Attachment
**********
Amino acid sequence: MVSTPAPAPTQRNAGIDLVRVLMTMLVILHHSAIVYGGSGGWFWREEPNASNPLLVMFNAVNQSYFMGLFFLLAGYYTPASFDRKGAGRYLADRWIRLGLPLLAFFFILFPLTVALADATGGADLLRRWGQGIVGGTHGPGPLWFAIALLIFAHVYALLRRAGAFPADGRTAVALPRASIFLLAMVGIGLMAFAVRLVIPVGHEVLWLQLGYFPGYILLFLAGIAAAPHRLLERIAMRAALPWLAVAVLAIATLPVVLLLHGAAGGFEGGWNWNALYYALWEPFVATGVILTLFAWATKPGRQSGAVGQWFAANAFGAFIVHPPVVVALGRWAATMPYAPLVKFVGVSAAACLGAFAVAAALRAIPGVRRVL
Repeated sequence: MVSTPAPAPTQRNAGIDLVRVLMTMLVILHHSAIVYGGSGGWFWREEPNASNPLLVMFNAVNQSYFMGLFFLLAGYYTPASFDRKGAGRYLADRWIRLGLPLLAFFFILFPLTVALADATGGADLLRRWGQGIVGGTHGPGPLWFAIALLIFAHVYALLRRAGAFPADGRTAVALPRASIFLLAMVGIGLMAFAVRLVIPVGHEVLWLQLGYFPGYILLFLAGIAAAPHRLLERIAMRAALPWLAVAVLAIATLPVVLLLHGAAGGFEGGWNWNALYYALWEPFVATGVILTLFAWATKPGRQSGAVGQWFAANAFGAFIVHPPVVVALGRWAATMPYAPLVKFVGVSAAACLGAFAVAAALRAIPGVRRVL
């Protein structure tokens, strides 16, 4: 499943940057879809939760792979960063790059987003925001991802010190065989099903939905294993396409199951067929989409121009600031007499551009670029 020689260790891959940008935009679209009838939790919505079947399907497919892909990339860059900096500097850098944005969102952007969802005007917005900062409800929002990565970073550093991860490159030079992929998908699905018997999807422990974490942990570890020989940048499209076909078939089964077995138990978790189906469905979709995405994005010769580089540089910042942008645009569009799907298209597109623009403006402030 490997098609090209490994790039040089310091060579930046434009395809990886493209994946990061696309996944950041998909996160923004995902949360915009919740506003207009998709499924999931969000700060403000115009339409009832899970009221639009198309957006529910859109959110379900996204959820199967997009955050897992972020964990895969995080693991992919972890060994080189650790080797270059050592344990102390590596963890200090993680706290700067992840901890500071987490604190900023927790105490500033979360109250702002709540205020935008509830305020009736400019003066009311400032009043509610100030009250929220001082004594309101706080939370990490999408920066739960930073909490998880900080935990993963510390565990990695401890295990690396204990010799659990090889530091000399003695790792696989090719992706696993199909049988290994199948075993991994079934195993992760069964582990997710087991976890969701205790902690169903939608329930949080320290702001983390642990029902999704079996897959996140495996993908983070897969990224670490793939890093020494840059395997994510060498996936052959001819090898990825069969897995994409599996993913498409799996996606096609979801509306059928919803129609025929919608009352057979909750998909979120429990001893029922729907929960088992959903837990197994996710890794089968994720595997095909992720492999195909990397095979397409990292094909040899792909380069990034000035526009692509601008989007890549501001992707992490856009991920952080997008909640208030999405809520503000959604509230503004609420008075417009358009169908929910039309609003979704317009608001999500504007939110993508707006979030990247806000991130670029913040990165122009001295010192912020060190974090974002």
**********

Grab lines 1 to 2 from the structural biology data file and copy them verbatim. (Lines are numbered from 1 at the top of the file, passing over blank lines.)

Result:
Amino acid sequence: MVSTPAPAPTQRNAGIDLVRVLMTMLVILHHSAIVYGGSGGWFWREEPNASNPLLVMFNAVNQSYFMGLFFLLAGYYTPASFDRKGAGRYLADRWIRLGLPLLAFFFILFPLTVALADATGGADLLRRWGQGIVGGTHGPGPLWFAIALLIFAHVYALLRRAGAFPADGRTAVALPRASIFLLAMVGIGLMAFAVRLVIPVGHEVLWLQLGYFPGYILLFLAGIAAAPHRLLERIAMRAALPWLAVAVLAIATLPVVLLLHGAAGGFEGGWNWNALYYALWEPFVATGVILTLFAWATKPGRQSGAVGQWFAANAFGAFIVHPPVVVALGRWAATMPYAPLVKFVGVSAAACLGAFAVAAALRAIPGVRRVL
Repeated sequence: MVSTPAPAPTQRNAGIDLVRVLMTMLVILHHSAIVYGGSGGWFWREEPNASNPLLVMFNAVNQSYFMGLFFLLAGYYTPASFDRKGAGRYLADRWIRLGLPLLAFFFILFPLTVALADATGGADLLRRWGQGIVGGTHGPGPLWFAIALLIFAHVYALLRRAGAFPADGRTAVALPRASIFLLAMVGIGLMAFAVRLVIPVGHEVLWLQLGYFPGYILLFLAGIAAAPHRLLERIAMRAALPWLAVAVLAIATLPVVLLLHGAAGGFEGGWNWNALYYALWEPFVATGVILTLFAWATKPGRQSGAVGQWFAANAFGAFIVHPPVVVALGRWAATMPYAPLVKFVGVSAAACLGAFAVAAALRAIPGVRRVL